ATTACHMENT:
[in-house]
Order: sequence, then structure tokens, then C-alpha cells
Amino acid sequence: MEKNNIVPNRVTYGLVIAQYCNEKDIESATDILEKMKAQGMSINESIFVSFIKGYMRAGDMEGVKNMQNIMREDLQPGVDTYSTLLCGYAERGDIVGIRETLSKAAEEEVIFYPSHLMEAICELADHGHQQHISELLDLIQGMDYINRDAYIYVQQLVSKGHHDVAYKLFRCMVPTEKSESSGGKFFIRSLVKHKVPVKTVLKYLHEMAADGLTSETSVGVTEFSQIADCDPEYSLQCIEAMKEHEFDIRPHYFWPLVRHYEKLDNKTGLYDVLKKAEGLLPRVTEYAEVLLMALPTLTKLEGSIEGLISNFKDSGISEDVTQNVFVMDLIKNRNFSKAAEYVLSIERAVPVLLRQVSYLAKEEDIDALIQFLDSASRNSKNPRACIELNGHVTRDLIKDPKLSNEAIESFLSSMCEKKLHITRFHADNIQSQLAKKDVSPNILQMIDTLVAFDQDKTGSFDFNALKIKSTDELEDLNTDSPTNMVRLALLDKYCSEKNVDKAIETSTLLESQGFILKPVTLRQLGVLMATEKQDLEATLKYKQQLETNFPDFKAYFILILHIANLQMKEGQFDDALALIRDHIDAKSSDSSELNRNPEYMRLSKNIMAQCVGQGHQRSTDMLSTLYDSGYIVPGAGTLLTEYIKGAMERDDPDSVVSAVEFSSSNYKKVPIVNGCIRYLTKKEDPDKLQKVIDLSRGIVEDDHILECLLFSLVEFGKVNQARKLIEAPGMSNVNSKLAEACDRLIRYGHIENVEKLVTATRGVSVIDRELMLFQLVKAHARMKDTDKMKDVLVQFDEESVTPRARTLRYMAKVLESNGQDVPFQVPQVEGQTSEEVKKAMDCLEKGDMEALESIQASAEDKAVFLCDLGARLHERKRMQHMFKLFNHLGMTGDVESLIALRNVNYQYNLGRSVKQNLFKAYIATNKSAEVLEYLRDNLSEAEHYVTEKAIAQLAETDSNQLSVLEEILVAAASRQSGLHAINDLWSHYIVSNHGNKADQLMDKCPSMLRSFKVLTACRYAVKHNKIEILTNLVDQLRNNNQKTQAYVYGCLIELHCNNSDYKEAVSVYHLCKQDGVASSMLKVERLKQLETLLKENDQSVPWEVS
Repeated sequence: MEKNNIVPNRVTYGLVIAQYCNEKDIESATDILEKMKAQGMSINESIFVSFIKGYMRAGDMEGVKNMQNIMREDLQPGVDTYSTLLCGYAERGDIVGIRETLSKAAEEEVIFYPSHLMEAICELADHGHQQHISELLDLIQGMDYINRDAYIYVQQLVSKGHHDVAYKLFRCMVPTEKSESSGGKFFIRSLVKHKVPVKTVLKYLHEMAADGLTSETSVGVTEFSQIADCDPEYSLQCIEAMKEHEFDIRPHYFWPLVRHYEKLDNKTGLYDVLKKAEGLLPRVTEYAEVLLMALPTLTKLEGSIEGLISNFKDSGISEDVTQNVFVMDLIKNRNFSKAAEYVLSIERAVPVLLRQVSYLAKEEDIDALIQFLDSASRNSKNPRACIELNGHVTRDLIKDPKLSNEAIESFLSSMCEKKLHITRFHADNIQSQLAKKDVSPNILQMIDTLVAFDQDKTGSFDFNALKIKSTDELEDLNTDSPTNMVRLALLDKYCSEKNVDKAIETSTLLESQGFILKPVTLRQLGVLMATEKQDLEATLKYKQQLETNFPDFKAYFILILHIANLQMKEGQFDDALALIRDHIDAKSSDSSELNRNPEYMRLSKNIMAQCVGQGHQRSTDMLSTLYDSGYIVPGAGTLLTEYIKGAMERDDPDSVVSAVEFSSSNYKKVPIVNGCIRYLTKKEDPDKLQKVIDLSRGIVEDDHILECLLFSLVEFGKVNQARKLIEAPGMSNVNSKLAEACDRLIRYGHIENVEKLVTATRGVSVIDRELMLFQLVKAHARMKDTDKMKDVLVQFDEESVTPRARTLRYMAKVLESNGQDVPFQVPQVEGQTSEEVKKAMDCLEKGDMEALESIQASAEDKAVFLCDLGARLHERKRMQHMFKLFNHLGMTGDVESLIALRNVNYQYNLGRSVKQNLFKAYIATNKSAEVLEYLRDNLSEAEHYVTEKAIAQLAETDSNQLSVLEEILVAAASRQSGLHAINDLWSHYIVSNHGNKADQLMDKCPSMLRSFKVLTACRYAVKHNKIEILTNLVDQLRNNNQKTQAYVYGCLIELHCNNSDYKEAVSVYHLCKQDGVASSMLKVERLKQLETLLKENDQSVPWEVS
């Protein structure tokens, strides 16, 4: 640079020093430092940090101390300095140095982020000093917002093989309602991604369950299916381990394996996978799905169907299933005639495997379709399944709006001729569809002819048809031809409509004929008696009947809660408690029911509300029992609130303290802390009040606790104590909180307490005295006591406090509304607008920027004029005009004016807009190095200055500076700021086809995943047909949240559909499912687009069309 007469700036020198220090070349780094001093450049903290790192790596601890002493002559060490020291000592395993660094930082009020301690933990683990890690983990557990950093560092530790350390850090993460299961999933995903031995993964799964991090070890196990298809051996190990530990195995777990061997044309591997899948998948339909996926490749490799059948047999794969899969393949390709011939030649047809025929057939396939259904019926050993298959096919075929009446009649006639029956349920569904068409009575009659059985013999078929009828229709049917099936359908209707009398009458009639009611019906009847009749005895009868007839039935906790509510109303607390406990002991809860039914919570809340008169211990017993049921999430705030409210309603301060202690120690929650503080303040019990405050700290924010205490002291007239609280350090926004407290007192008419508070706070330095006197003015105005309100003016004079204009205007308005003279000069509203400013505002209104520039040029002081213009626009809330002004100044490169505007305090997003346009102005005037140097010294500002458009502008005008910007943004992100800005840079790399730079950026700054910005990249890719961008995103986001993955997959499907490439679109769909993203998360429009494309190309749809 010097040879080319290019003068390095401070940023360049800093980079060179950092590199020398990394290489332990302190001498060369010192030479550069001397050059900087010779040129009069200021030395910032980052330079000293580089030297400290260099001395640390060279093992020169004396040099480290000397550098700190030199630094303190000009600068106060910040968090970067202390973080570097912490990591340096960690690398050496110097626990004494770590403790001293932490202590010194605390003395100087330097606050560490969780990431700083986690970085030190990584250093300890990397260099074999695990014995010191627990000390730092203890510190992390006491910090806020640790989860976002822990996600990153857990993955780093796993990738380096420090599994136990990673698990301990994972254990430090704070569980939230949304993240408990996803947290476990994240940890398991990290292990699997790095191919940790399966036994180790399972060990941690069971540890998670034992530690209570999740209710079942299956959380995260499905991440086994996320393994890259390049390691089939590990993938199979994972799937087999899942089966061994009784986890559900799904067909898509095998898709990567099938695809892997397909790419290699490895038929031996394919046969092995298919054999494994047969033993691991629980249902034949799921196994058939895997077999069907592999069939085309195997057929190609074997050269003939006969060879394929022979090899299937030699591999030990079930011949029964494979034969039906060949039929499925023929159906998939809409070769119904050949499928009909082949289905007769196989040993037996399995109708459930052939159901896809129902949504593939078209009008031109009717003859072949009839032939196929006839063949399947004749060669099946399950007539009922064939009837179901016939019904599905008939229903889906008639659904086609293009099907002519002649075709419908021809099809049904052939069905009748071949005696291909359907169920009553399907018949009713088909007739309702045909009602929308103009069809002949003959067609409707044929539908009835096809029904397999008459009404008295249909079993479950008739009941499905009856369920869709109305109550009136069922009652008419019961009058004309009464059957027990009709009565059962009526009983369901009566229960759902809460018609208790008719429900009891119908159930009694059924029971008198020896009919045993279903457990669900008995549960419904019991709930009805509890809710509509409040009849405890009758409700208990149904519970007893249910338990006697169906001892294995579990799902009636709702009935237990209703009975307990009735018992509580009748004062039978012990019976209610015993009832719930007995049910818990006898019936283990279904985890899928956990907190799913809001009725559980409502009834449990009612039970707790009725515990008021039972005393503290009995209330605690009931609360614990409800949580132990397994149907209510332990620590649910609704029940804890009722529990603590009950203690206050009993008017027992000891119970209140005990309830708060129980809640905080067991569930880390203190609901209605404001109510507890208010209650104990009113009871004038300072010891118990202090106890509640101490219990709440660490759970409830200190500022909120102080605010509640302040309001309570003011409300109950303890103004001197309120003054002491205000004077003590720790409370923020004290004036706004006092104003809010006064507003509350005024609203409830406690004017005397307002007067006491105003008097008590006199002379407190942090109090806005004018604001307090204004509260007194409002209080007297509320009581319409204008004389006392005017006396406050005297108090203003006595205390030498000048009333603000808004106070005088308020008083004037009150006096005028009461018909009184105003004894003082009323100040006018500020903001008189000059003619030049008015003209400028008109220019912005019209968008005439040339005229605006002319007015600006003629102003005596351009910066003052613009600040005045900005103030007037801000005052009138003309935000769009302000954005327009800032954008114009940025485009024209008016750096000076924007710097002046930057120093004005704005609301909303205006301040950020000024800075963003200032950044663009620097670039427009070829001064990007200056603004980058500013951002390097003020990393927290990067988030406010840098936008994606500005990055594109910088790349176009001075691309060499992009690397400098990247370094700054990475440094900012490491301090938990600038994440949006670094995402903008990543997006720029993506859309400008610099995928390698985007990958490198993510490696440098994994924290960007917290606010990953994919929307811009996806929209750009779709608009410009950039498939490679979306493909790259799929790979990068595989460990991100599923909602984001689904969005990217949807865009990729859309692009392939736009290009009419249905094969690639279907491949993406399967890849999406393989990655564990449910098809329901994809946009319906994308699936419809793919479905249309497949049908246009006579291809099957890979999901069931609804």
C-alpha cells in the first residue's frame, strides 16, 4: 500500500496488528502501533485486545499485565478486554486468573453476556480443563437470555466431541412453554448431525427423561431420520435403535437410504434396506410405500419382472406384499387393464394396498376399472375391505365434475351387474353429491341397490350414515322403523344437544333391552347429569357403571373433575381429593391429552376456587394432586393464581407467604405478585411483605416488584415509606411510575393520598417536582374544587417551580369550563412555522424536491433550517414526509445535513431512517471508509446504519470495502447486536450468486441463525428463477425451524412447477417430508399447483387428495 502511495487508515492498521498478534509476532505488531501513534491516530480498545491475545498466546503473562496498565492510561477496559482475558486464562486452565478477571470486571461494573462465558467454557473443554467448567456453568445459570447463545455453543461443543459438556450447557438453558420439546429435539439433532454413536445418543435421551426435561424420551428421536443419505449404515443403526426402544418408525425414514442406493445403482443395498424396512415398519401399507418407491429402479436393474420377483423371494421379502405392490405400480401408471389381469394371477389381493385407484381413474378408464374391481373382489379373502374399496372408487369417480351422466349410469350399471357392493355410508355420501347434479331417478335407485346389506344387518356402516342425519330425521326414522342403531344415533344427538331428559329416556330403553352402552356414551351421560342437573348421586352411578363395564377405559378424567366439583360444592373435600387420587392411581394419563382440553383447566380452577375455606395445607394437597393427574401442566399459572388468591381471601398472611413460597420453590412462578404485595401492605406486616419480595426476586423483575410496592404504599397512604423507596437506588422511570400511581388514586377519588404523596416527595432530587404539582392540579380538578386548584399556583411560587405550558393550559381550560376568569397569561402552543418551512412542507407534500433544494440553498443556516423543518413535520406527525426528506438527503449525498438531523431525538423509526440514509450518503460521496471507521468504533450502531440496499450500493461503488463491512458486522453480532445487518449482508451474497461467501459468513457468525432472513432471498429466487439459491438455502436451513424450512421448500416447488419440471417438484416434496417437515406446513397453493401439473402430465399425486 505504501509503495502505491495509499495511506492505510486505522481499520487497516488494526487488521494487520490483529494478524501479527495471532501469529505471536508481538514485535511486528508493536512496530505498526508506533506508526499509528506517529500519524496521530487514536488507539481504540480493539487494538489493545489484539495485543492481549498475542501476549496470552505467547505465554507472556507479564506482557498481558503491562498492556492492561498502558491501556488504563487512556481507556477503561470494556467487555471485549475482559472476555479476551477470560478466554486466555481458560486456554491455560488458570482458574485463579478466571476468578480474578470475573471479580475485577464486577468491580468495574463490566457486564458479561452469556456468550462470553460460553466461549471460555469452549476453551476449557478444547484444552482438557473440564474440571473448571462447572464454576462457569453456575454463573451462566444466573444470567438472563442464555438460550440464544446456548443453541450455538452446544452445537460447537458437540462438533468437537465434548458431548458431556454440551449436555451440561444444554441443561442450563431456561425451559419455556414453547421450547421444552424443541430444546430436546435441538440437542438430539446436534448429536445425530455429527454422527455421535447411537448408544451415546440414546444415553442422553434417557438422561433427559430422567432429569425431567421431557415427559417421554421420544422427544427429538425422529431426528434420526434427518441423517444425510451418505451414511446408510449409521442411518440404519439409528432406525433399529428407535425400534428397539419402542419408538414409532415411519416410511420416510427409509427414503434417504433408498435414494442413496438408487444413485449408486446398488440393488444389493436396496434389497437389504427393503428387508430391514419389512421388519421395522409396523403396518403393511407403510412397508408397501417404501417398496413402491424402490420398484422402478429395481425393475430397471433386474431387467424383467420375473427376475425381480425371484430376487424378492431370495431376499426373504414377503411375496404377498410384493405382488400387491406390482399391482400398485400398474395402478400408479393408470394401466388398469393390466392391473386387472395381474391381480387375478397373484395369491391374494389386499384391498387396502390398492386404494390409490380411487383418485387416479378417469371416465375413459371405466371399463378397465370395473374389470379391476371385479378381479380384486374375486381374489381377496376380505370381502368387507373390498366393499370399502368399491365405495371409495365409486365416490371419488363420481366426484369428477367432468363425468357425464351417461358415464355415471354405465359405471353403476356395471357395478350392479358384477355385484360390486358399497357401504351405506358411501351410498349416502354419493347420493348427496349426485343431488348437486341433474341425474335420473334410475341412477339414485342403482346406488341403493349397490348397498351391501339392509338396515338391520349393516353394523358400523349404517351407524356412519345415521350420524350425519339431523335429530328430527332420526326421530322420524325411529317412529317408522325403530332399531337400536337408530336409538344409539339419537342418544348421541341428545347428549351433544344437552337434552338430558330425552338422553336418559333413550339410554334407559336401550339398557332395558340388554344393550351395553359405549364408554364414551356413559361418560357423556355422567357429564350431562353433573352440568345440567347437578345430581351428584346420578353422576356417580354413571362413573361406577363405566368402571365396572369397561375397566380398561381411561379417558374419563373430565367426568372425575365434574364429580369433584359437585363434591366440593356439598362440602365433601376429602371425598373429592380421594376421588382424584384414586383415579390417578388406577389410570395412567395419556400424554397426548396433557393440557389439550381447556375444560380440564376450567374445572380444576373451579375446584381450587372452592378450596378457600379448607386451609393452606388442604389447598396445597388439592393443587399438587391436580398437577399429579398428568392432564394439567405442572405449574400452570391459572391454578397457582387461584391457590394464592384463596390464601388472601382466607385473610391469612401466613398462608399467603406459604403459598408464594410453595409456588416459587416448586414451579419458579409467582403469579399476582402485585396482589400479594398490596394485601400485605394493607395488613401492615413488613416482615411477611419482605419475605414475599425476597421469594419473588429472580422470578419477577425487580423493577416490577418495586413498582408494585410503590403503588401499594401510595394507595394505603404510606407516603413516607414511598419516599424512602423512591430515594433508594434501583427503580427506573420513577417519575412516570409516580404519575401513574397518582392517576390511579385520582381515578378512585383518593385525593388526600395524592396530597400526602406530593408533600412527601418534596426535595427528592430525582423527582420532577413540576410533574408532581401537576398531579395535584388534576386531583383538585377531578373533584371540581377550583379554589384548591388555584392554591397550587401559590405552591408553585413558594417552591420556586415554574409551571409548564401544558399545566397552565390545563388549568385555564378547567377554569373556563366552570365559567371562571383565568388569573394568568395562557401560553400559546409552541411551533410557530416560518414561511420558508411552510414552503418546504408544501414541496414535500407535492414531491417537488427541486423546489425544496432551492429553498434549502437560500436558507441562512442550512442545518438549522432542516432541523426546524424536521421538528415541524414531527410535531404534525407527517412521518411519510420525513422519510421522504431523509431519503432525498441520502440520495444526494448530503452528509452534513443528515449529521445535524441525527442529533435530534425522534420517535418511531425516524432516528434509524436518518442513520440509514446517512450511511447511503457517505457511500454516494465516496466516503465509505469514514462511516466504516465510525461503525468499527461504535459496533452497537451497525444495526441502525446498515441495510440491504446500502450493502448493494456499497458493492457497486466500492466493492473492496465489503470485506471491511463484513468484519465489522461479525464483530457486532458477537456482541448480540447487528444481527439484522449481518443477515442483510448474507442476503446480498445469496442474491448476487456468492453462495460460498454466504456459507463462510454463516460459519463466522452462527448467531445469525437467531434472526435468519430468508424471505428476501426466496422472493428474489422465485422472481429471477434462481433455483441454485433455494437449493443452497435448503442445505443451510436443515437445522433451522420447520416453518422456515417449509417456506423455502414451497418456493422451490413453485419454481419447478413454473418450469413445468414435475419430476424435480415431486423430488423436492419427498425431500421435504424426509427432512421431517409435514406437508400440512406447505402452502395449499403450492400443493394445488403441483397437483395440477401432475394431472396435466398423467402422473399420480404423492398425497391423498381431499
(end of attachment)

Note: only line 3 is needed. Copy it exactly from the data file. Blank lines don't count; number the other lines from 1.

Amino acid sequence: MEKNNIVPNRVTYGLVIAQYCNEKDIESATDILEKMKAQGMSINESIFVSFIKGYMRAGDMEGVKNMQNIMREDLQPGVDTYSTLLCGYAERGDIVGIRETLSKAAEEEVIFYPSHLMEAICELADHGHQQHISELLDLIQGMDYINRDAYIYVQQLVSKGHHDVAYKLFRCMVPTEKSESSGGKFFIRSLVKHKVPVKTVLKYLHEMAADGLTSETSVGVTEFSQIADCDPEYSLQCIEAMKEHEFDIRPHYFWPLVRHYEKLDNKTGLYDVLKKAEGLLPRVTEYAEVLLMALPTLTKLEGSIEGLISNFKDSGISEDVTQNVFVMDLIKNRNFSKAAEYVLSIERAVPVLLRQVSYLAKEEDIDALIQFLDSASRNSKNPRACIELNGHVTRDLIKDPKLSNEAIESFLSSMCEKKLHITRFHADNIQSQLAKKDVSPNILQMIDTLVAFDQDKTGSFDFNALKIKSTDELEDLNTDSPTNMVRLALLDKYCSEKNVDKAIETSTLLESQGFILKPVTLRQLGVLMATEKQDLEATLKYKQQLETNFPDFKAYFILILHIANLQMKEGQFDDALALIRDHIDAKSSDSSELNRNPEYMRLSKNIMAQCVGQGHQRSTDMLSTLYDSGYIVPGAGTLLTEYIKGAMERDDPDSVVSAVEFSSSNYKKVPIVNGCIRYLTKKEDPDKLQKVIDLSRGIVEDDHILECLLFSLVEFGKVNQARKLIEAPGMSNVNSKLAEACDRLIRYGHIENVEKLVTATRGVSVIDRELMLFQLVKAHARMKDTDKMKDVLVQFDEESVTPRARTLRYMAKVLESNGQDVPFQVPQVEGQTSEEVKKAMDCLEKGDMEALESIQASAEDKAVFLCDLGARLHERKRMQHMFKLFNHLGMTGDVESLIALRNVNYQYNLGRSVKQNLFKAYIATNKSAEVLEYLRDNLSEAEHYVTEKAIAQLAETDSNQLSVLEEILVAAASRQSGLHAINDLWSHYIVSNHGNKADQLMDKCPSMLRSFKVLTACRYAVKHNKIEILTNLVDQLRNNNQKTQAYVYGCLIELHCNNSDYKEAVSVYHLCKQDGVASSMLKVERLKQLETLLKENDQSVPWEVS